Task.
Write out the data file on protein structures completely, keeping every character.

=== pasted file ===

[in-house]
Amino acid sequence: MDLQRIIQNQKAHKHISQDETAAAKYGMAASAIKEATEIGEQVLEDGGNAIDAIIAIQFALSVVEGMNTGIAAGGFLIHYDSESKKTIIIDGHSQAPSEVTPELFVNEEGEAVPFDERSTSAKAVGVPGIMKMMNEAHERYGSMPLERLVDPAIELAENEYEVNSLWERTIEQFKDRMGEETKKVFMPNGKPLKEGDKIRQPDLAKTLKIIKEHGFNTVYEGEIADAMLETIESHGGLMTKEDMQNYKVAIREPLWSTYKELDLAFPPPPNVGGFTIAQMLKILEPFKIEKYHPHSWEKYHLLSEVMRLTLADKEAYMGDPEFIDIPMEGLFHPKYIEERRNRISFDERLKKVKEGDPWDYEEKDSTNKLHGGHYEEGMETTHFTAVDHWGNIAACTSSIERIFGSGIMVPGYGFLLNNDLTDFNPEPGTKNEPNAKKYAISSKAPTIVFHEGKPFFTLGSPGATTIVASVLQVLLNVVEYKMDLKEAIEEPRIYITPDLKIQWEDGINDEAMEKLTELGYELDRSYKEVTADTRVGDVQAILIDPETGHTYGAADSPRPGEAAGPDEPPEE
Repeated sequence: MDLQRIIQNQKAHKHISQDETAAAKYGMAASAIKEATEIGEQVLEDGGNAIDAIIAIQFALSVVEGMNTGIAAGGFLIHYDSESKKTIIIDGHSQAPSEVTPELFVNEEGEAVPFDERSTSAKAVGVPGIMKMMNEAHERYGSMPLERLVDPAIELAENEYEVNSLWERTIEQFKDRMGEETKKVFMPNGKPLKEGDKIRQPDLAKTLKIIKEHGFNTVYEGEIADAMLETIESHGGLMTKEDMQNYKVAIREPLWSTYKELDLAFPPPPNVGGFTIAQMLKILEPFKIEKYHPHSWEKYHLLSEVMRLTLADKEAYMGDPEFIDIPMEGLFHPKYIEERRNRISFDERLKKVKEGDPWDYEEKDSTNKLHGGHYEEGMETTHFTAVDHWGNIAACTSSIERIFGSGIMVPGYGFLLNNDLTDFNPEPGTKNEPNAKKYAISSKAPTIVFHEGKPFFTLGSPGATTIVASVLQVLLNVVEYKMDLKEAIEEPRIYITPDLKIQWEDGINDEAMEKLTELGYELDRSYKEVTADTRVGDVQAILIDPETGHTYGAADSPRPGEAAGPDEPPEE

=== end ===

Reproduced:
[in-house]
Amino acid sequence: MDLQRIIQNQKAHKHISQDETAAAKYGMAASAIKEATEIGEQVLEDGGNAIDAIIAIQFALSVVEGMNTGIAAGGFLIHYDSESKKTIIIDGHSQAPSEVTPELFVNEEGEAVPFDERSTSAKAVGVPGIMKMMNEAHERYGSMPLERLVDPAIELAENEYEVNSLWERTIEQFKDRMGEETKKVFMPNGKPLKEGDKIRQPDLAKTLKIIKEHGFNTVYEGEIADAMLETIESHGGLMTKEDMQNYKVAIREPLWSTYKELDLAFPPPPNVGGFTIAQMLKILEPFKIEKYHPHSWEKYHLLSEVMRLTLADKEAYMGDPEFIDIPMEGLFHPKYIEERRNRISFDERLKKVKEGDPWDYEEKDSTNKLHGGHYEEGMETTHFTAVDHWGNIAACTSSIERIFGSGIMVPGYGFLLNNDLTDFNPEPGTKNEPNAKKYAISSKAPTIVFHEGKPFFTLGSPGATTIVASVLQVLLNVVEYKMDLKEAIEEPRIYITPDLKIQWEDGINDEAMEKLTELGYELDRSYKEVTADTRVGDVQAILIDPETGHTYGAADSPRPGEAAGPDEPPEE
Repeated sequence: MDLQRIIQNQKAHKHISQDETAAAKYGMAASAIKEATEIGEQVLEDGGNAIDAIIAIQFALSVVEGMNTGIAAGGFLIHYDSESKKTIIIDGHSQAPSEVTPELFVNEEGEAVPFDERSTSAKAVGVPGIMKMMNEAHERYGSMPLERLVDPAIELAENEYEVNSLWERTIEQFKDRMGEETKKVFMPNGKPLKEGDKIRQPDLAKTLKIIKEHGFNTVYEGEIADAMLETIESHGGLMTKEDMQNYKVAIREPLWSTYKELDLAFPPPPNVGGFTIAQMLKILEPFKIEKYHPHSWEKYHLLSEVMRLTLADKEAYMGDPEFIDIPMEGLFHPKYIEERRNRISFDERLKKVKEGDPWDYEEKDSTNKLHGGHYEEGMETTHFTAVDHWGNIAACTSSIERIFGSGIMVPGYGFLLNNDLTDFNPEPGTKNEPNAKKYAISSKAPTIVFHEGKPFFTLGSPGATTIVASVLQVLLNVVEYKMDLKEAIEEPRIYITPDLKIQWEDGINDEAMEKLTELGYELDRSYKEVTADTRVGDVQAILIDPETGHTYGAADSPRPGEAAGPDEPPEE